We read recently on research-live.com that auto maker Ford Motor Company has boasted of going “beyond traditional market research” with the launch of a website where members of the public can share ideas about the types of features they would like to see in future car models.
This initiative – to be found within TheFordStory.com – invites people to make suggestions for vehicle improvements. Ideas that appear on the site can be reviewed and rated by others, with the most popular due to be forwarded to Ford’s advanced product marketing and planning teams for review.
Now, don’t get us wrong. We fully support asking customers to get involved, offer thoughts, feedback, suggestions and ideas about what they really value. After all, it’s pretty much what we do day-in, day-out – so we know it’s of vital importance to the ongoing growth and development of any company.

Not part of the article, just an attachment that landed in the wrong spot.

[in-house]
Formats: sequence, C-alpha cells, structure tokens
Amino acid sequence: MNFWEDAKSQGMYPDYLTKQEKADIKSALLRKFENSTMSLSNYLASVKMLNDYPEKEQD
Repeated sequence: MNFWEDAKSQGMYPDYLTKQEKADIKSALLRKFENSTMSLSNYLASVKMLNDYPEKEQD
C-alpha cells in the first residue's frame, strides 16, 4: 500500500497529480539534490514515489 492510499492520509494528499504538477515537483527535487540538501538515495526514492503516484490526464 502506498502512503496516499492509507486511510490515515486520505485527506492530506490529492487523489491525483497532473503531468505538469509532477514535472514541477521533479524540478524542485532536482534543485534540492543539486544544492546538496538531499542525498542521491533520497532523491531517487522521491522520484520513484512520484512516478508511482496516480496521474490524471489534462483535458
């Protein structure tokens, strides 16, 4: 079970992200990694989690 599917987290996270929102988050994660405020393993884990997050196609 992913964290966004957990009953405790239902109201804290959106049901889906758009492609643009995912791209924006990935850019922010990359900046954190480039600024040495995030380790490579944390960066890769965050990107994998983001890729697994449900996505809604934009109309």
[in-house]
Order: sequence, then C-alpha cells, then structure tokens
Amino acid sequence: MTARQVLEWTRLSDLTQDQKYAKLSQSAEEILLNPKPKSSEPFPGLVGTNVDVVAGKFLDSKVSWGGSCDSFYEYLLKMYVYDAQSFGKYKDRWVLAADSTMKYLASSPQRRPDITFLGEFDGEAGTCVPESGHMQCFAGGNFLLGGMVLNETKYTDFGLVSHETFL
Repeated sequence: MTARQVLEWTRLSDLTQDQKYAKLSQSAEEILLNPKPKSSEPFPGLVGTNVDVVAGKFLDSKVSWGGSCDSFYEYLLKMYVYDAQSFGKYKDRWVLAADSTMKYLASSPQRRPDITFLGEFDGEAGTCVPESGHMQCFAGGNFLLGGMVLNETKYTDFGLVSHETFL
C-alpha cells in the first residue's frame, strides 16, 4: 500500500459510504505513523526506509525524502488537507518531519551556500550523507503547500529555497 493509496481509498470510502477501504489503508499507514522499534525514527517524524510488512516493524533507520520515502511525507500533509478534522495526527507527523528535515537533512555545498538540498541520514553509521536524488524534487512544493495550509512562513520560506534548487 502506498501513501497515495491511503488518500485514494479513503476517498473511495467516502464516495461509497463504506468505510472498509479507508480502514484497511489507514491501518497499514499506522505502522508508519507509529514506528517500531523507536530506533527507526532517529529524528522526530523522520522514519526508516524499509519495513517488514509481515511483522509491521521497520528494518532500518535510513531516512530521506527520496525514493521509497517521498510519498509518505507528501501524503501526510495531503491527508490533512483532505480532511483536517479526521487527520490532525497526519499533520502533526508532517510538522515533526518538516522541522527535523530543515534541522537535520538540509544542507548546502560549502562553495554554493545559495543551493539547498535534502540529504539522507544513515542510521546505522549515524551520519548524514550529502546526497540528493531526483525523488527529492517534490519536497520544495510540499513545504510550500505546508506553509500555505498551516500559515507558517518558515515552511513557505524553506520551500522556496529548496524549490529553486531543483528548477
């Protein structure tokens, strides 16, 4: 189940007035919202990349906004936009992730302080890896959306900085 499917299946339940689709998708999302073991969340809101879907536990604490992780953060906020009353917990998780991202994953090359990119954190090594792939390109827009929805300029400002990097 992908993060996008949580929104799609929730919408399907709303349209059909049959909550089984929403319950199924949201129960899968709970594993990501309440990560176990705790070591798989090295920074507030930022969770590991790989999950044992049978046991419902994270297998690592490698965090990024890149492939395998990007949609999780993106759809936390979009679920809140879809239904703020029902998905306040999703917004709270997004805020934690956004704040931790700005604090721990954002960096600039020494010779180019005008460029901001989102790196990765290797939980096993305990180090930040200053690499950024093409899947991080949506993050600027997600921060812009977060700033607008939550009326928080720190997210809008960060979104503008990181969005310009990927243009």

We would warn, as always, that you can’t just rely on this, though – you cannot expect customers to do the job of new product development by themselves. Their feedback can certainly shape what you choose to do, but it should not unquestioningly dictate it. You still need to investigate, research and test any new concept thoroughly.
Our only question is whether this is really such a ground-breaking and innovative idea as the article would suggest? After all, it does kind of seem like that good old-fashioned ‘suggestion box’ you might find located in your local supermarket for customer comments… A suggestion box for the 21st century, perhaps? We applaud Ford nonetheless for listening to their customers and encourage more organisations to do the same.
This entry was posted on Wednesday, May 26th, 2010 at 9:59 am and is filed under Automotive, Market Research, Marketing, Product Development. You can follow any responses to this entry through the RSS 2.0 feed. You can leave a response, or trackback from your own site.
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